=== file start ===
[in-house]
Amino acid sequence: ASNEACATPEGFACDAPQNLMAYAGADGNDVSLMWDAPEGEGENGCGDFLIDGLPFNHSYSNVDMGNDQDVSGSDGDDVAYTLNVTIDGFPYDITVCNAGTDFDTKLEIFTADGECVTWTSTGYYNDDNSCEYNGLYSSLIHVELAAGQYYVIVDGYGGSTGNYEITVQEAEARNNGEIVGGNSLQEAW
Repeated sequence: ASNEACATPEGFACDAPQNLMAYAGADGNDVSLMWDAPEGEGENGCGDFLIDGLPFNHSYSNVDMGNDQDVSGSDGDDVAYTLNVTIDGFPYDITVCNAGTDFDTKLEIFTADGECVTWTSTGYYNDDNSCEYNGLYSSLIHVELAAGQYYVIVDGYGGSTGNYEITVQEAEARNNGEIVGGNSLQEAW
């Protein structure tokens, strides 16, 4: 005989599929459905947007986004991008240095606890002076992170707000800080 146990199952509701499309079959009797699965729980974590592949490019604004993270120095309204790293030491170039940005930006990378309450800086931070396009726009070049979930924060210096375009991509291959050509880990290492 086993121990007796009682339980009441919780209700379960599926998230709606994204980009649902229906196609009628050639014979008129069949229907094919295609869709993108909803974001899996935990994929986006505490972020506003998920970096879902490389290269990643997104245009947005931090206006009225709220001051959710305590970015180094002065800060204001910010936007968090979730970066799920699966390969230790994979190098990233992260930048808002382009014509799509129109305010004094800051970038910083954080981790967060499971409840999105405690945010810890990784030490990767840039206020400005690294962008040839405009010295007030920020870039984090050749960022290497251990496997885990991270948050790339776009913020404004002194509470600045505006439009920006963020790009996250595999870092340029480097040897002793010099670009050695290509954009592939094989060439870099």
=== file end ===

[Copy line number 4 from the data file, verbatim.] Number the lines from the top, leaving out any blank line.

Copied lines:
């Protein structure tokens, strides 16, 4: 005989599929459905947007986004991008240095606890002076992170707000800080 146990199952509701499309079959009797699965729980974590592949490019604004993270120095309204790293030491170039940005930006990378309450800086931070396009726009070049979930924060210096375009991509291959050509880990290492 086993121990007796009682339980009441919780209700379960599926998230709606994204980009649902229906196609009628050639014979008129069949229907094919295609869709993108909803974001899996935990994929986006505490972020506003998920970096879902490389290269990643997104245009947005931090206006009225709220001051959710305590970015180094002065800060204001910010936007968090979730970066799920699966390969230790994979190098990233992260930048808002382009014509799509129109305010004094800051970038910083954080981790967060499971409840999105405690945010810890990784030490990767840039206020400005690294962008040839405009010295007030920020870039984090050749960022290497251990496997885990991270948050790339776009913020404004002194509470600045505006439009920006963020790009996250595999870092340029480097040897002793010099670009050695290509954009592939094989060439870099």